ABSTRACT: To study the relationship between the optics quality of multifocal intraocular lenses (IOLs) and distance-corrected near, intermediate, and distance visual acuity to determine the degree to which optics quality must change to produce a significant difference in visual acuity.
Fundación Oftalmológica del Mediterráneo, Valencia, Spain.
Monocular distance-corrected visual acuity (decimal and logMAR) was measured at 4 m, 70 cm, and 30 cm under photopic and mesopic conditions in eyes with 1 of 3 multifocal IOL models. Visual acuity versus the "average modulation" of the IOL was assessed.
The pupil diameter and patient age were similar between the 3 IOL groups (20 eyes each). A difference in average modulation (ie, optics quality) up to 15% did not produce significant differences in mean visual acuity between 2 groups; however, there was a significant difference in mean visual acuity between 2 groups when the average modulation values differed by at least 25%. The slope of the linear correlation between visual acuity and average modulation was 0.018 (r(2) = 0.91) under photopic conditions and 0.024 (r(2) = 0.089) under mesopic conditions.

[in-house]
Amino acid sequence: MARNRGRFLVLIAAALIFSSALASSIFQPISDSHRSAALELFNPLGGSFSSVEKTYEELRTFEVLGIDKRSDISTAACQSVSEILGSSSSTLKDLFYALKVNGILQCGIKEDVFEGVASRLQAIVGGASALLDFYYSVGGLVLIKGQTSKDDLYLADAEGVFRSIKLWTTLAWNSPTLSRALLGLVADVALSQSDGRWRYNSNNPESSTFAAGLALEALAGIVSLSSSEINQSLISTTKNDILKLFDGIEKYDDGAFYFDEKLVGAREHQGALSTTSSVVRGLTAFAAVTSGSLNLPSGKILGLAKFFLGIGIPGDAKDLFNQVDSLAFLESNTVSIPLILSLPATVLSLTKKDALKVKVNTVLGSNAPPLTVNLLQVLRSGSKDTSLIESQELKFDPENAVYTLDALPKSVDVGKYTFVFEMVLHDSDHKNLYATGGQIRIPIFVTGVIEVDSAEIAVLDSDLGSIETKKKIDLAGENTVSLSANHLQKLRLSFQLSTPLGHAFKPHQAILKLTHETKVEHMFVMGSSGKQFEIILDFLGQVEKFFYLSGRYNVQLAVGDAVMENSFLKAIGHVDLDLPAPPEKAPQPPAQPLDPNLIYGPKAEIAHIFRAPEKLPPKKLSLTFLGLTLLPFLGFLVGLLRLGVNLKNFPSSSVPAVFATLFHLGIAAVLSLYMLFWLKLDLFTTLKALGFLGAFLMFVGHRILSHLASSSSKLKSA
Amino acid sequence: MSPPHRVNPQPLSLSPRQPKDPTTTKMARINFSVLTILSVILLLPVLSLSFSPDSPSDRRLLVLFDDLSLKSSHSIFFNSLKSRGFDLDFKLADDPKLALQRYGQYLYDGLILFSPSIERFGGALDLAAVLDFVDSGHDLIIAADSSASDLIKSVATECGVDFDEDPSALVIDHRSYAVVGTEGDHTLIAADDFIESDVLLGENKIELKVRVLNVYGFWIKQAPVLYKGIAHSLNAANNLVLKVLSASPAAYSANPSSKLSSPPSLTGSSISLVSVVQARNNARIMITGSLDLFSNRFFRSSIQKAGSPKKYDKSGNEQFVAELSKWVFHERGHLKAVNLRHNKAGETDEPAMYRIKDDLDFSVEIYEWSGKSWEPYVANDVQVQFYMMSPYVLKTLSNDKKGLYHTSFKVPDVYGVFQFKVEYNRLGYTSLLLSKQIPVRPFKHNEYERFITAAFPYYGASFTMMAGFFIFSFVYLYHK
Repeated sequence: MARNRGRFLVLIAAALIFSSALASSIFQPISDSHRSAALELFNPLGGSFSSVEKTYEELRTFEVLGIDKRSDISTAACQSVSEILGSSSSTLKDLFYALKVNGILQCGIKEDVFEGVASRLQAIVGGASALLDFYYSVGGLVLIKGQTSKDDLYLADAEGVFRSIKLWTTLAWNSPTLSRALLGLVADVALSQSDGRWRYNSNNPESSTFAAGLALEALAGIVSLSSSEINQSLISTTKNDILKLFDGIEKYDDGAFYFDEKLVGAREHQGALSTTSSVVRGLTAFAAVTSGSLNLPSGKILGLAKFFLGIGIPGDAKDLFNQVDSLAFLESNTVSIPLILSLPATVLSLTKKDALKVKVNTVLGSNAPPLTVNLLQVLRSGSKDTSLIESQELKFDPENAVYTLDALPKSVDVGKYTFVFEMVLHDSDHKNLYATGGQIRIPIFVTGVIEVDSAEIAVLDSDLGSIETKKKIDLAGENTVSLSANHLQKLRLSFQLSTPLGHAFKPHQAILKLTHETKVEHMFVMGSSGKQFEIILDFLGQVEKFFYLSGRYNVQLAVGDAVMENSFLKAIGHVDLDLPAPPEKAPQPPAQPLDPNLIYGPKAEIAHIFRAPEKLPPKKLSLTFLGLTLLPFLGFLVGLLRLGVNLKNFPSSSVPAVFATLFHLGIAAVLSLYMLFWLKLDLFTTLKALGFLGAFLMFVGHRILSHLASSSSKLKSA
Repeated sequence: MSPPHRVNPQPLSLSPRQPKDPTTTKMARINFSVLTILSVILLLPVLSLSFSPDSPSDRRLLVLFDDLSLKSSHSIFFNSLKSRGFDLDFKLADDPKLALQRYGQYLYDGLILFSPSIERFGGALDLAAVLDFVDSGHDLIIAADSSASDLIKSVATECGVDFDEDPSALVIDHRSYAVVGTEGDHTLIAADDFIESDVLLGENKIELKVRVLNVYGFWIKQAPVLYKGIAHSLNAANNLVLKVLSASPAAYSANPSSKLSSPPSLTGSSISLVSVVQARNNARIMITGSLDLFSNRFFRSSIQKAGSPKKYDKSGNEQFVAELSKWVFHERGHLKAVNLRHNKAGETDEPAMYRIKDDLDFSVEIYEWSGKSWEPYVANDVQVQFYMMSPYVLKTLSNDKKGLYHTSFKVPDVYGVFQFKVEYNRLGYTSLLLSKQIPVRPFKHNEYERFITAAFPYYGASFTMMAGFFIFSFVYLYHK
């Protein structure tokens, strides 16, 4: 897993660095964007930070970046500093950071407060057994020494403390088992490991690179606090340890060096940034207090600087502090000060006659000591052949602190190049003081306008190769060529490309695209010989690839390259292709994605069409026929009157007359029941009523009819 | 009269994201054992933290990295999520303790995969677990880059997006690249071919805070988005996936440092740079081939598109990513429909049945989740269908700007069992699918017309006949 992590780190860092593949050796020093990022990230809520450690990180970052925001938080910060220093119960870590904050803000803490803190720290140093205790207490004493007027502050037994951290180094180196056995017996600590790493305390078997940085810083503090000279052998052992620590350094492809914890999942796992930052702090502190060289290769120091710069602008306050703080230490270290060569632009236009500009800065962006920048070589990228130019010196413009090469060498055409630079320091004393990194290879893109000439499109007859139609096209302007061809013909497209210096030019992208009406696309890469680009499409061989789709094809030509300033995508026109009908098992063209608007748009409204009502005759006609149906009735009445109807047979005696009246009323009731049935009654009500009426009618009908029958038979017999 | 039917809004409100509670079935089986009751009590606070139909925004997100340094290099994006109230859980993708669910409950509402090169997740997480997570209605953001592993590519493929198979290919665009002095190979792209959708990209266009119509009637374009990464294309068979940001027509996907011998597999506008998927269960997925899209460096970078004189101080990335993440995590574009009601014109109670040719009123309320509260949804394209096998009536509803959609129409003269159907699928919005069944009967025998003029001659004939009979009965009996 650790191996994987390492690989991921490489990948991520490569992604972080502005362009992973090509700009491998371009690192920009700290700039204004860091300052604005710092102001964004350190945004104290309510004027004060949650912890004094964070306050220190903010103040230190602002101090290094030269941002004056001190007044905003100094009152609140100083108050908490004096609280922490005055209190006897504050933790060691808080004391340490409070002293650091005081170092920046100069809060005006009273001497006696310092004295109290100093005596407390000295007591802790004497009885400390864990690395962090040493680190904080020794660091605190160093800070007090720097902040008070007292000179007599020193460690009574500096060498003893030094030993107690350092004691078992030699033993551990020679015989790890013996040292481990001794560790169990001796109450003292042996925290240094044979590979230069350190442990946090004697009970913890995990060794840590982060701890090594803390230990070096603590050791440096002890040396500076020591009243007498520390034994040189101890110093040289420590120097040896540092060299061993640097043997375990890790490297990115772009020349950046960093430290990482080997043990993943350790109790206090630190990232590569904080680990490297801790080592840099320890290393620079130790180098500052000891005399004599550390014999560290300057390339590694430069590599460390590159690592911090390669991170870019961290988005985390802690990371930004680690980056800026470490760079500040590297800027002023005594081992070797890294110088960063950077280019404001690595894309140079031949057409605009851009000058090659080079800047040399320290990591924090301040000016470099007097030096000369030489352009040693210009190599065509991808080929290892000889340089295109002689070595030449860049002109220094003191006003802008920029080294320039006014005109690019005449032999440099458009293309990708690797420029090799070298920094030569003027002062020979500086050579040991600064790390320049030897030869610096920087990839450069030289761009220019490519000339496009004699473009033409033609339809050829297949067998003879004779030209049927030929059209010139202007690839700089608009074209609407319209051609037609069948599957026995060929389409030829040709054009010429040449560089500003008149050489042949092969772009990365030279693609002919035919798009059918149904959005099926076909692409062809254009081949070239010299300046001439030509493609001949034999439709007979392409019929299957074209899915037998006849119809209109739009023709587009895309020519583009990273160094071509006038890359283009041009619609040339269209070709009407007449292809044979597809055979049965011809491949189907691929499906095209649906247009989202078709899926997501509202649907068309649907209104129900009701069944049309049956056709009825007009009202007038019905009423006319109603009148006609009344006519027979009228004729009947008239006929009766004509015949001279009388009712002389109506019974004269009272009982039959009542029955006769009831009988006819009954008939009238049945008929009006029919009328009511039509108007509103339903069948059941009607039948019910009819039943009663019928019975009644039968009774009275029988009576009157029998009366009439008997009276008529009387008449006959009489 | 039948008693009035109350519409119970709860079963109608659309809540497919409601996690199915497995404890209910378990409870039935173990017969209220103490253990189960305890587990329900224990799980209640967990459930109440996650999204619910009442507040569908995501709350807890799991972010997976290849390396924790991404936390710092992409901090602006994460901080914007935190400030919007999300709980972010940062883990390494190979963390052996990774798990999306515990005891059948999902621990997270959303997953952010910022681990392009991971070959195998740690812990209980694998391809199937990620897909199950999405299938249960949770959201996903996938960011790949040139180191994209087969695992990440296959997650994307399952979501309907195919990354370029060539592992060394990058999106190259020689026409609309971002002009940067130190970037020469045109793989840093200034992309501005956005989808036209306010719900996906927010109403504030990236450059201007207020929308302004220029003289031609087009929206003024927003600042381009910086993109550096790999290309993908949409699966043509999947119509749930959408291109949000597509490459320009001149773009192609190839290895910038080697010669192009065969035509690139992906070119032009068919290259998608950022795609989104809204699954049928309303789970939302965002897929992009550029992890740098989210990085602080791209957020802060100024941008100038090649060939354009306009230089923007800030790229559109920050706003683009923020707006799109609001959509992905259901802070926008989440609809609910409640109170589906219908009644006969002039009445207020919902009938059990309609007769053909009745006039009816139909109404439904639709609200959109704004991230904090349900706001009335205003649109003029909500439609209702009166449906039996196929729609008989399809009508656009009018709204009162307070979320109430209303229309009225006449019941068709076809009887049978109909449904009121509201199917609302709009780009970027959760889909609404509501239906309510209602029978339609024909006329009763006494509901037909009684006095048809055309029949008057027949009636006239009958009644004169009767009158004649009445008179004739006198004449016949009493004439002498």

There was a strong linear correlation between IOL optics quality and visual acuity with distance correction under photopic conditions with a pupil of approximately 3.5 mm in a cohort in which the patient age was controlled. The correlation was similar under mesopic conditions. The eye's tolerance to modulation transfer function decay was approximately 15% of the average modulation value.
Journal of cataract and refractive surgery 04/2010; 36(4):557-62. · 2.75 Impact Factor